Review: The Cartel by Don Winslow
by Jon Page - June 23rd, 2015
Ten years ago Don Winslow wrote the thriller of the decade. The Power of the Dog was an epic thriller that detailed America’s thirty year war on drugs on both sides of the U.S.-Mexican border. Ten years later he has done it again. Winslow blows The Power of the Dog away detailing the next ten years of the so-called “war” on drugs taking everything that was groundbreaking, epic and mind-blowing to a whole new level.
Art Keller and Adán Barrera square off again, only this time the stakes are much higher. There is a price on both their heads and Adán’s time in prison created a power vacuum in Mexico which has filled by a number of new drug cartels. Art is determined to track Adán down and won’t make the same mistake as last time. Art has learned the hard way that justice can only be delivered in person as corruption’s taint stretches far and wide, and across borders.
Adán meanwhile is slowly, and at times reluctantly, rebuilding his empire. But the drug trade has changed in Mexico. All the rules there supposedly were are being eroded, body by body. The cartels fighting for territory and power have militarised. They have also become media savvy which takes the violence and terror to unimaginable levels. Levels that are too sadly real as Winslow once again rips his story straight from the awful truth.
Like with The Power of the Dog Winslow slowly builds up the characters of the novel focusing solely on Art and Adán for much of the first half of the book. Not that there is anything slow about the cat and mouse game Art and Adán are playing. Characters are slowly brought in from the periphery. We are introduced to The Zetas – a force in the drug trade that is truly terrifying, we meet Crazy Eddie Ruiz aka Narco Polo and Jesus the Kid – whose nightmares will give you nightmares. When a series of betrayals occur the war on drugs becomes a true war and Mexico is literally and tragically torn apart. All the while it is business across the border, where the actual drugs are sold, used and abused.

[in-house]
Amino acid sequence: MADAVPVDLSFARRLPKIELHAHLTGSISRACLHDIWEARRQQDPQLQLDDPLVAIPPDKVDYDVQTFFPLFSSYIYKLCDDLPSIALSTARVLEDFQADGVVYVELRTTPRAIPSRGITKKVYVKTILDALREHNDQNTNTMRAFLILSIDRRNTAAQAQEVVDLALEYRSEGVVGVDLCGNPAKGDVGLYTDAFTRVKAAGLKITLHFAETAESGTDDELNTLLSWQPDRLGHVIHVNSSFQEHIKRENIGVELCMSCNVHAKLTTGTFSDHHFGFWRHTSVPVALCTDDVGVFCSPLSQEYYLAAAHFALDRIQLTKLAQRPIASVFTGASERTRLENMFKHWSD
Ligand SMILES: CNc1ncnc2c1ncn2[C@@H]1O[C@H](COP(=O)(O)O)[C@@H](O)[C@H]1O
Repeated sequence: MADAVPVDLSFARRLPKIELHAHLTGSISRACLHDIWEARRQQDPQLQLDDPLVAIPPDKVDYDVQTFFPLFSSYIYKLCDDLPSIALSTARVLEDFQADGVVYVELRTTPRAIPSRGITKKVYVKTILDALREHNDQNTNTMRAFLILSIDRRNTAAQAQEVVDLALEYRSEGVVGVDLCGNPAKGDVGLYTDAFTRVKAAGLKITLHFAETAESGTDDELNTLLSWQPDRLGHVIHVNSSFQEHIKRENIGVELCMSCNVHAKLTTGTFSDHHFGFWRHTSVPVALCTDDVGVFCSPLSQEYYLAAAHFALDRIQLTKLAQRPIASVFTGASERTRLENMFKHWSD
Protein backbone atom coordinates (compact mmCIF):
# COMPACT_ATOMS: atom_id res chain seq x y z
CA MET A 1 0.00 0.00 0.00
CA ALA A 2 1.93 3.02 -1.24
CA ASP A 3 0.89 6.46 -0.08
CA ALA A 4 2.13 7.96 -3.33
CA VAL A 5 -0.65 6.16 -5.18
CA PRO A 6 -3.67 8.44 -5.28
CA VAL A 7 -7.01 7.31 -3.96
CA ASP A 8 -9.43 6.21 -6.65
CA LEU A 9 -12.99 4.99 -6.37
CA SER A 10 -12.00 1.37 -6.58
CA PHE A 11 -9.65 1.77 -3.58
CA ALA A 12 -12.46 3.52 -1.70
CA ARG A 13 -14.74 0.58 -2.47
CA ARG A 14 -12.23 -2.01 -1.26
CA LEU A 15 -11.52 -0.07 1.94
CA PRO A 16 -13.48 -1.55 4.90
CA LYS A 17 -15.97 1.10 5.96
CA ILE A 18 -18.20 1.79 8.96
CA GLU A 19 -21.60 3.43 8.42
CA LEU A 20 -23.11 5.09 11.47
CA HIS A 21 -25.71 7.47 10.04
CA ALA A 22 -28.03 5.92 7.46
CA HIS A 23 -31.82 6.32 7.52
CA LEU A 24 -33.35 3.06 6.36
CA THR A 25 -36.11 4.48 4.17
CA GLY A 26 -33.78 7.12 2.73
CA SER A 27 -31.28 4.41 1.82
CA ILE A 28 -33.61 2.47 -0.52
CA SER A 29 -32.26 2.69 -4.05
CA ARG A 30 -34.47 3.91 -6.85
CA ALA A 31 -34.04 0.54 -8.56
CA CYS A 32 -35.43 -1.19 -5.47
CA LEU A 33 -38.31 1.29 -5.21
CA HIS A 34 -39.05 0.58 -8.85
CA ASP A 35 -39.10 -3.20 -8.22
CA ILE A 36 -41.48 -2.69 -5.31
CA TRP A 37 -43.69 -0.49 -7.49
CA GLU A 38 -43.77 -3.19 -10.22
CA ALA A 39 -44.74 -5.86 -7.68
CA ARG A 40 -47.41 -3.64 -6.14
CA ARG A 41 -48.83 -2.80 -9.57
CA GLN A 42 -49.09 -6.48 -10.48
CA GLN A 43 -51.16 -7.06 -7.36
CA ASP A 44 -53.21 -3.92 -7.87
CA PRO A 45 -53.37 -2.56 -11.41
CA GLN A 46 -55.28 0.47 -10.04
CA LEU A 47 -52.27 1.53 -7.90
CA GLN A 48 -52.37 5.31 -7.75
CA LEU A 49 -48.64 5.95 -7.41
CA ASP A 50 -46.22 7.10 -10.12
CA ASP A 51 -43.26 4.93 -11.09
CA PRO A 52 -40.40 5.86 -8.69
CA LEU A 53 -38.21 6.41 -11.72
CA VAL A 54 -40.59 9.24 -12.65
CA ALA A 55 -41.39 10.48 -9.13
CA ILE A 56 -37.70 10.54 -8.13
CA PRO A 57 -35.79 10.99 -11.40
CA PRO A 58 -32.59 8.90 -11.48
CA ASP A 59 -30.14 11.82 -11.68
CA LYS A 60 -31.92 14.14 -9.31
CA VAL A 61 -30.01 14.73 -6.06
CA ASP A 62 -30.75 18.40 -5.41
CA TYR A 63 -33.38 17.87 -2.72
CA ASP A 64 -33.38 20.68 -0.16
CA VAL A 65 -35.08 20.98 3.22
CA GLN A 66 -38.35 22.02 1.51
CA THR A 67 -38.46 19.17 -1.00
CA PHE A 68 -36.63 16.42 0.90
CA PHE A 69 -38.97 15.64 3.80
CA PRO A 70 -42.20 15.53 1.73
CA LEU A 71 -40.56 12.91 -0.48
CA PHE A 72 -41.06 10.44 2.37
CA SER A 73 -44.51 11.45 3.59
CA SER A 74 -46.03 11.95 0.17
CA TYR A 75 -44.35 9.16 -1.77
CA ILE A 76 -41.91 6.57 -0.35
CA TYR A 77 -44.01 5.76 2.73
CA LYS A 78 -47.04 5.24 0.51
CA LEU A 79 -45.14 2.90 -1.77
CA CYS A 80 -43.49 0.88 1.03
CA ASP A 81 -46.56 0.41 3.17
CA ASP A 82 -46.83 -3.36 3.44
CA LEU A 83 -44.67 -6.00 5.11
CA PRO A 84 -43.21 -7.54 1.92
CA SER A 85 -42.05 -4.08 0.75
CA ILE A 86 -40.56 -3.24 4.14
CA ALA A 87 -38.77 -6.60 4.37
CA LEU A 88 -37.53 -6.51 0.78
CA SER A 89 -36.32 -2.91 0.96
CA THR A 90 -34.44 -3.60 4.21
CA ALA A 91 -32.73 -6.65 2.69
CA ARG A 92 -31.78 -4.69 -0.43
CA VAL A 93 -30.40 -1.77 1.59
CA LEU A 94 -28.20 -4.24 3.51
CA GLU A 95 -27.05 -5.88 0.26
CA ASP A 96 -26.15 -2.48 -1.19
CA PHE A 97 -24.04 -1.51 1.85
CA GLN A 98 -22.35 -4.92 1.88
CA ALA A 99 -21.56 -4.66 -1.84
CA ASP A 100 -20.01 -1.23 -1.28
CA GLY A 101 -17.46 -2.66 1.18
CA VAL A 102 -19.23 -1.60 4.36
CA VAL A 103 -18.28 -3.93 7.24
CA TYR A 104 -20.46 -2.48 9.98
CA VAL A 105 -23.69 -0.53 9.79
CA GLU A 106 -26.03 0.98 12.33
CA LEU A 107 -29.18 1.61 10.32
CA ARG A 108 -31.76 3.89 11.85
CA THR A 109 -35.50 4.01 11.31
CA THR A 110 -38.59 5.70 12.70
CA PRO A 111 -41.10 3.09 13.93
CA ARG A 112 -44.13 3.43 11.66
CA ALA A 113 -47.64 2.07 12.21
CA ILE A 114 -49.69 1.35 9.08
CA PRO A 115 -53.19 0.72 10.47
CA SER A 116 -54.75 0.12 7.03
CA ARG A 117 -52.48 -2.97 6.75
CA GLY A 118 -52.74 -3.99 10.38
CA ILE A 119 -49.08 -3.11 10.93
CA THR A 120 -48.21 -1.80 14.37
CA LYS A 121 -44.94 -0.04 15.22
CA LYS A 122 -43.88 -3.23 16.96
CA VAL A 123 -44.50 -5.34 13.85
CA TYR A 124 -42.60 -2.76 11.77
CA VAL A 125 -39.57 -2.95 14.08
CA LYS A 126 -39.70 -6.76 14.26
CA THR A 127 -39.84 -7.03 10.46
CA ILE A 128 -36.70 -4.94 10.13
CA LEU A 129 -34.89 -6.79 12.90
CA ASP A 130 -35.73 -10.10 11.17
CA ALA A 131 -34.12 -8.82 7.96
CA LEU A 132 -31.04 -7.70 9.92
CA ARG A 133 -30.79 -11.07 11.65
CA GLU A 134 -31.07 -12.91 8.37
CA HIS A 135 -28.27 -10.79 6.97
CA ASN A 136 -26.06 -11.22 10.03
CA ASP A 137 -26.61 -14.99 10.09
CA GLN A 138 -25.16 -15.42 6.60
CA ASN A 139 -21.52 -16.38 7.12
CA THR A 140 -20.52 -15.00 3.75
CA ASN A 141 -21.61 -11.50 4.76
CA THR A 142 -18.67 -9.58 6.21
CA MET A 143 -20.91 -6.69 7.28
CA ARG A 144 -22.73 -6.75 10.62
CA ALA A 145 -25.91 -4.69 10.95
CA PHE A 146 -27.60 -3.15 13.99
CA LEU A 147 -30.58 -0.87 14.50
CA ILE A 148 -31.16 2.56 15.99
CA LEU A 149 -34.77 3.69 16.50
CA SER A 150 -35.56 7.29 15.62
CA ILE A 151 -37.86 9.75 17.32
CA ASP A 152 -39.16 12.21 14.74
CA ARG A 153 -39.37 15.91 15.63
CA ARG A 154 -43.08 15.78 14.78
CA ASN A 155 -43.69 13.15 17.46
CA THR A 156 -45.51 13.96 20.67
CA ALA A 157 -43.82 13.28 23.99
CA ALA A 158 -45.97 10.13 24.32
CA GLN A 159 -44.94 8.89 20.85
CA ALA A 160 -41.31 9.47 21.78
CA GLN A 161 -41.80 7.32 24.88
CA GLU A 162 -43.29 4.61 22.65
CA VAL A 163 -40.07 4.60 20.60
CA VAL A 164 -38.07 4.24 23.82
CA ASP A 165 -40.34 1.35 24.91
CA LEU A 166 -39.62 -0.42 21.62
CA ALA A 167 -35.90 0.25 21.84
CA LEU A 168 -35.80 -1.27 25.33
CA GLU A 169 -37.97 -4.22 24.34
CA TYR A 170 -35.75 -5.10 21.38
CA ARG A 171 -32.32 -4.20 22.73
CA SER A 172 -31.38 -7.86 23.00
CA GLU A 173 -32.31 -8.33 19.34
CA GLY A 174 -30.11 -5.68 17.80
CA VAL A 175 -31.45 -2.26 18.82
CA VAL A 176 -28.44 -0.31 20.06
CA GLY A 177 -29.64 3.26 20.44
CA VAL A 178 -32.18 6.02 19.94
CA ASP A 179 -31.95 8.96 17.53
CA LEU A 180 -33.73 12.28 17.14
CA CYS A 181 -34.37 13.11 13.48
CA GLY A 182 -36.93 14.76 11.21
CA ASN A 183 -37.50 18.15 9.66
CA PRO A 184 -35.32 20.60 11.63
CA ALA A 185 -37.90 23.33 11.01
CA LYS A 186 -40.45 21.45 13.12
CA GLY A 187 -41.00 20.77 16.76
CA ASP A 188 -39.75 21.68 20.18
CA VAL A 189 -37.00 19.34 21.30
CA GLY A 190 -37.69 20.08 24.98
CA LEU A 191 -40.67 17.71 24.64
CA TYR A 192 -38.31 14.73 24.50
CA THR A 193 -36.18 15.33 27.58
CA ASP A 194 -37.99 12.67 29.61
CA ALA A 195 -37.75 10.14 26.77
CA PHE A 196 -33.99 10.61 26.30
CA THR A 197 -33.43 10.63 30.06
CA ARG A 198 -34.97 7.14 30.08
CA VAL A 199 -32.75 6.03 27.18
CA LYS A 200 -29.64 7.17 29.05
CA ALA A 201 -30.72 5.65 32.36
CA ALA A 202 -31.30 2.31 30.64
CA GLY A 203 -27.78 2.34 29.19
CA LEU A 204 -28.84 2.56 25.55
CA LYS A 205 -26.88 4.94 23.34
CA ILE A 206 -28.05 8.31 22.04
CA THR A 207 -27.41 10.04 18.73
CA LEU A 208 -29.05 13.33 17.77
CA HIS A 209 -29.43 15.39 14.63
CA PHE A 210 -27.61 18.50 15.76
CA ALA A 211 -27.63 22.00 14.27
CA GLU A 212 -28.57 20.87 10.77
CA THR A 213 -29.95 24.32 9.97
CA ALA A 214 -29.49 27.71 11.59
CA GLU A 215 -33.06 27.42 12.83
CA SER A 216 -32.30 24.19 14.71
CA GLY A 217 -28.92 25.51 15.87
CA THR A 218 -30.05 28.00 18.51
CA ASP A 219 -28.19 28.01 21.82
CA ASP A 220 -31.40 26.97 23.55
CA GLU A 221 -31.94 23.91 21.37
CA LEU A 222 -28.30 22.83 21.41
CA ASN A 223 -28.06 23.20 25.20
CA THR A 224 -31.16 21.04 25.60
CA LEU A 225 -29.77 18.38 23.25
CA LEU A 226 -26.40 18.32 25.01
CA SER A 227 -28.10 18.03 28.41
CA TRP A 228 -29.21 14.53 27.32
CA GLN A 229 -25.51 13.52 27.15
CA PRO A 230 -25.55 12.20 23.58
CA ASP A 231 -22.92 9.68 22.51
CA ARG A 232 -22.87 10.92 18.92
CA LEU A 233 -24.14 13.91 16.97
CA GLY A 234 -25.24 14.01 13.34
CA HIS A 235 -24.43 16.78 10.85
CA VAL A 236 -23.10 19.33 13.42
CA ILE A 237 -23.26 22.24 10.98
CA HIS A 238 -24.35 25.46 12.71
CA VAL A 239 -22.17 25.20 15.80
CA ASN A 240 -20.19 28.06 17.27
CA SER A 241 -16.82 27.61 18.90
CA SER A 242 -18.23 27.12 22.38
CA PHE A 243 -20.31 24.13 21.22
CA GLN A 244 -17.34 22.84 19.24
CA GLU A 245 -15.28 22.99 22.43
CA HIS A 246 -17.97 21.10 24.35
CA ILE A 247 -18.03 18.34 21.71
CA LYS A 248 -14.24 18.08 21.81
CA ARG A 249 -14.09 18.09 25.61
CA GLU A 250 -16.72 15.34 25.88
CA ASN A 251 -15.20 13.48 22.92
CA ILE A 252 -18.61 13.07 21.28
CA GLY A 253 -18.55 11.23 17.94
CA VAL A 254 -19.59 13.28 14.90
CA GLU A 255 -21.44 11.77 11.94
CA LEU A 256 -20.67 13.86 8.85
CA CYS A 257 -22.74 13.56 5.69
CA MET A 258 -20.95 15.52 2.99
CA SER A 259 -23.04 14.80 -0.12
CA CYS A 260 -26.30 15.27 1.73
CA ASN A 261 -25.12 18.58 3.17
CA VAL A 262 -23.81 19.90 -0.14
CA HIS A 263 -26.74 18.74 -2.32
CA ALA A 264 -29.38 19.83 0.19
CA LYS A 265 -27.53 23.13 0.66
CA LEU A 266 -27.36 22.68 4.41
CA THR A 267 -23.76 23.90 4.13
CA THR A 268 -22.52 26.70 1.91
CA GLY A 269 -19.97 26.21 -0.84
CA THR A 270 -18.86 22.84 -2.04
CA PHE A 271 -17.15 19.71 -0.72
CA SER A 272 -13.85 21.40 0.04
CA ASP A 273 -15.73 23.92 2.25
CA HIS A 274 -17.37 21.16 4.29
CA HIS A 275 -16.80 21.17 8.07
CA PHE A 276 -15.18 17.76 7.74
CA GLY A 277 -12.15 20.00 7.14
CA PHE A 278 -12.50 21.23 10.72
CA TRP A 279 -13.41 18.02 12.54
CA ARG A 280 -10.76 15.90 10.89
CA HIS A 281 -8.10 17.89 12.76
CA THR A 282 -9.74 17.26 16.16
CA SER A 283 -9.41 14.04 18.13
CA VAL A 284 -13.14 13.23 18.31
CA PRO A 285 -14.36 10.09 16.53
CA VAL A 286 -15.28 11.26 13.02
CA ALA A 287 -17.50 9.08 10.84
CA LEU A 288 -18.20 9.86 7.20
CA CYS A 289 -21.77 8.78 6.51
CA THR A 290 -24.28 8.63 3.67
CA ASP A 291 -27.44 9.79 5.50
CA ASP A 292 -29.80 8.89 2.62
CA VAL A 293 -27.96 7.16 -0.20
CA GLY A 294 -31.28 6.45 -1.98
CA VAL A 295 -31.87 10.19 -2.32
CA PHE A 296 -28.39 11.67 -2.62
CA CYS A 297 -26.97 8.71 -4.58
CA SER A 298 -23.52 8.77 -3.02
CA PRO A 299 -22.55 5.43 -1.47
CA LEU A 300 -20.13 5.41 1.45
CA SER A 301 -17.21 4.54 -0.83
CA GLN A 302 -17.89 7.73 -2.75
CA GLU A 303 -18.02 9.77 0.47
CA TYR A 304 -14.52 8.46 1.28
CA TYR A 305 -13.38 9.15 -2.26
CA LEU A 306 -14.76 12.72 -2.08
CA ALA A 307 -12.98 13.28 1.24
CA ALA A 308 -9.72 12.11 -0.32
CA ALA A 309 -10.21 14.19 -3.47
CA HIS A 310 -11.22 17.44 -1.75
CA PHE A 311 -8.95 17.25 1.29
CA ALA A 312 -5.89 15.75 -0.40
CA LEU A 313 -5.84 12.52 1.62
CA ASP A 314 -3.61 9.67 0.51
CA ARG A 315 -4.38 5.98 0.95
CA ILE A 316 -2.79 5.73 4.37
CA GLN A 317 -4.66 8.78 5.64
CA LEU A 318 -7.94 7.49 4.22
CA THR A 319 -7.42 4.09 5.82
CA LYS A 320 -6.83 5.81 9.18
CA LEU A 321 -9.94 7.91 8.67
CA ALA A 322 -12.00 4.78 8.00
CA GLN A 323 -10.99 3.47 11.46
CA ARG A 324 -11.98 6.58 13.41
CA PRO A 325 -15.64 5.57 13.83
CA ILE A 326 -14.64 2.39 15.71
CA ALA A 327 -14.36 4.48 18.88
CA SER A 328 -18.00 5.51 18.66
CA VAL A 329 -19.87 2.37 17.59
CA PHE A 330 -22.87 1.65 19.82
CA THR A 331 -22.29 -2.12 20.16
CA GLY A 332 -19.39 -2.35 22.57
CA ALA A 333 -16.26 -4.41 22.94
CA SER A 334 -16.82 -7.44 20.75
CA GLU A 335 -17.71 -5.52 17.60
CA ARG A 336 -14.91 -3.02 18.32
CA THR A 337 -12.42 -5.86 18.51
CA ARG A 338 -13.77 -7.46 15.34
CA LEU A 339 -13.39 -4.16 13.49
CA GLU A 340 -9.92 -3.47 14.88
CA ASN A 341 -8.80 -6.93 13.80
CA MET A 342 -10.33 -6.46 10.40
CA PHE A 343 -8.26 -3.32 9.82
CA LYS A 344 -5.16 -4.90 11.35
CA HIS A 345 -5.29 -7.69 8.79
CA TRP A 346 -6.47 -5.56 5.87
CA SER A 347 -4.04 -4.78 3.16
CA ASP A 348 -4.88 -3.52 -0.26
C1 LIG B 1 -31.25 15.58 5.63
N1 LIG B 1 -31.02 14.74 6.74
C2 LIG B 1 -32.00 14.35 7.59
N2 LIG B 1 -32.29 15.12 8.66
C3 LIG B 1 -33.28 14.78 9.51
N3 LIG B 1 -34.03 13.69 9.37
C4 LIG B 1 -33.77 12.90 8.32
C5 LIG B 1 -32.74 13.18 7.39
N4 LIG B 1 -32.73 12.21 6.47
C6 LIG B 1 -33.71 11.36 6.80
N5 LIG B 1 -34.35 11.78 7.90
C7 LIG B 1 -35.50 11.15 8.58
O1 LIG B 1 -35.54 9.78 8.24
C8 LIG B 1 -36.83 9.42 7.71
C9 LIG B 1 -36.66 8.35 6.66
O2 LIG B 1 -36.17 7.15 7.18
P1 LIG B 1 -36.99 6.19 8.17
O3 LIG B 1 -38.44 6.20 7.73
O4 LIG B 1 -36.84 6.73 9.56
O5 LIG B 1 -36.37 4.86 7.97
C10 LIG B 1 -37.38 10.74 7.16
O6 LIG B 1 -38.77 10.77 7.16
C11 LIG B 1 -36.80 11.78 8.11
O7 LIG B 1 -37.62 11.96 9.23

Winslow dedicates the novel to all the journalists killed in Mexico in the last ten years. The dedication page is two full pages of names. We are introduced to the journalists in Mexico who cover the drug war through the battle of the Juarez Valley, the most heartbreaking point of the novel. We have already seen how law enforcement in Mexico at every level is corrupted by the drug cartels now we witness how they systematically destroy the media and a population. And the violence goes up another awful level.
Bloody, brutal and at times barbaric Don Winslow shines a harsh light on the true war on drugs. A war that the west has ignored and has been complicit in. A war where tens of thousand of people have died, where hundreds of thousands have been displaced, all for the sale of a product into another country where nothing is down to address or curtail the soaring demand for a product that has torn another country to shreds. We have seen what drugs and the war on drugs has done to western cities and politics through brilliant shows like The Wire but we have no comprehension of the true horror being reaped in getting those drugs into western cities. (Both Winslow’s books should be made in to TV series rather than movies)
Don Winslow has again written a thriller that is impossible to put down and impossible to forget.